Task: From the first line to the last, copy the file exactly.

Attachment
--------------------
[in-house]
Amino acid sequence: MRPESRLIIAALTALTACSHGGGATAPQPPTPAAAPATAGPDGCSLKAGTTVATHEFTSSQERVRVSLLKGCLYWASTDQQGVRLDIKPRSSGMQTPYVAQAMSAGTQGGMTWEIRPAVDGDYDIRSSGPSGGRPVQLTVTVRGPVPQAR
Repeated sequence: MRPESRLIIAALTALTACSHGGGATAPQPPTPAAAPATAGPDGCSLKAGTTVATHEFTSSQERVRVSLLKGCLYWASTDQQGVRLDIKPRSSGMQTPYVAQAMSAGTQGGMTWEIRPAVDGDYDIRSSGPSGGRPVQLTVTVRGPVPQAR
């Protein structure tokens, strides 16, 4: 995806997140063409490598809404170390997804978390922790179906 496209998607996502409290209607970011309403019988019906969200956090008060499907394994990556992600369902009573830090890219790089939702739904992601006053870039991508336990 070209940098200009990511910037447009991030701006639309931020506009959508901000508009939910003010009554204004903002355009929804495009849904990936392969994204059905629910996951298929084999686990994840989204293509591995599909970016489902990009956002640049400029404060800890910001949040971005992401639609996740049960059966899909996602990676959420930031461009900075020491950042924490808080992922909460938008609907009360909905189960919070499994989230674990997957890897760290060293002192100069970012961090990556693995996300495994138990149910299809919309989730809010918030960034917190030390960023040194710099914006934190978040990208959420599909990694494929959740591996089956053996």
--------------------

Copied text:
[in-house]
Amino acid sequence: MRPESRLIIAALTALTACSHGGGATAPQPPTPAAAPATAGPDGCSLKAGTTVATHEFTSSQERVRVSLLKGCLYWASTDQQGVRLDIKPRSSGMQTPYVAQAMSAGTQGGMTWEIRPAVDGDYDIRSSGPSGGRPVQLTVTVRGPVPQAR
Repeated sequence: MRPESRLIIAALTALTACSHGGGATAPQPPTPAAAPATAGPDGCSLKAGTTVATHEFTSSQERVRVSLLKGCLYWASTDQQGVRLDIKPRSSGMQTPYVAQAMSAGTQGGMTWEIRPAVDGDYDIRSSGPSGGRPVQLTVTVRGPVPQAR
């Protein structure tokens, strides 16, 4: 995806997140063409490598809404170390997804978390922790179906 496209998607996502409290209607970011309403019988019906969200956090008060499907394994990556992600369902009573830090890219790089939702739904992601006053870039991508336990 070209940098200009990511910037447009991030701006639309931020506009959508901000508009939910003010009554204004903002355009929804495009849904990936392969994204059905629910996951298929084999686990994840989204293509591995599909970016489902990009956002640049400029404060800890910001949040971005992401639609996740049960059966899909996602990676959420930031461009900075020491950042924490808080992922909460938008609907009360909905189960919070499994989230674990997957890897760290060293002192100069970012961090990556693995996300495994138990149910299809919309989730809010918030960034917190030390960023040194710099914006934190978040990208959420599909990694494929959740591996089956053996």